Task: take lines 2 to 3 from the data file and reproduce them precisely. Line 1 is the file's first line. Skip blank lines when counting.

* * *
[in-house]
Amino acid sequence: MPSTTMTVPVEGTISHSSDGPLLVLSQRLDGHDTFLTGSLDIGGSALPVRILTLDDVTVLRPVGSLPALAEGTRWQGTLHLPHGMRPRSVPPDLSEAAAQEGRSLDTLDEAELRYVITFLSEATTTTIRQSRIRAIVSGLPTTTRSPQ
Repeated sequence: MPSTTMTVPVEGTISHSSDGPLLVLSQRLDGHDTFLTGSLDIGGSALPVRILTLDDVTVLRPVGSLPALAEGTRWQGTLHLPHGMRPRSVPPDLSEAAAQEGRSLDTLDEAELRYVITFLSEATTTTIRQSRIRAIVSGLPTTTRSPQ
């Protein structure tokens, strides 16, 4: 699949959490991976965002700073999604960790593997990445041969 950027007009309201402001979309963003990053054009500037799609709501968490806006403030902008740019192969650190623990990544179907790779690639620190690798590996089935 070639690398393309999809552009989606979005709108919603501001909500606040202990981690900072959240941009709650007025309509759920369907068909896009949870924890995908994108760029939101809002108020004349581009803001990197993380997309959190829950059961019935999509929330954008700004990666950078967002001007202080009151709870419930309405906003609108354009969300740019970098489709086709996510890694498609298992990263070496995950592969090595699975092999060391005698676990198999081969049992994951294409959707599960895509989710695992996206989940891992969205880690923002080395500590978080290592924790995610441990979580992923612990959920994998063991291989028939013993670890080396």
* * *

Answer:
Amino acid sequence: MPSTTMTVPVEGTISHSSDGPLLVLSQRLDGHDTFLTGSLDIGGSALPVRILTLDDVTVLRPVGSLPALAEGTRWQGTLHLPHGMRPRSVPPDLSEAAAQEGRSLDTLDEAELRYVITFLSEATTTTIRQSRIRAIVSGLPTTTRSPQ
Repeated sequence: MPSTTMTVPVEGTISHSSDGPLLVLSQRLDGHDTFLTGSLDIGGSALPVRILTLDDVTVLRPVGSLPALAEGTRWQGTLHLPHGMRPRSVPPDLSEAAAQEGRSLDTLDEAELRYVITFLSEATTTTIRQSRIRAIVSGLPTTTRSPQ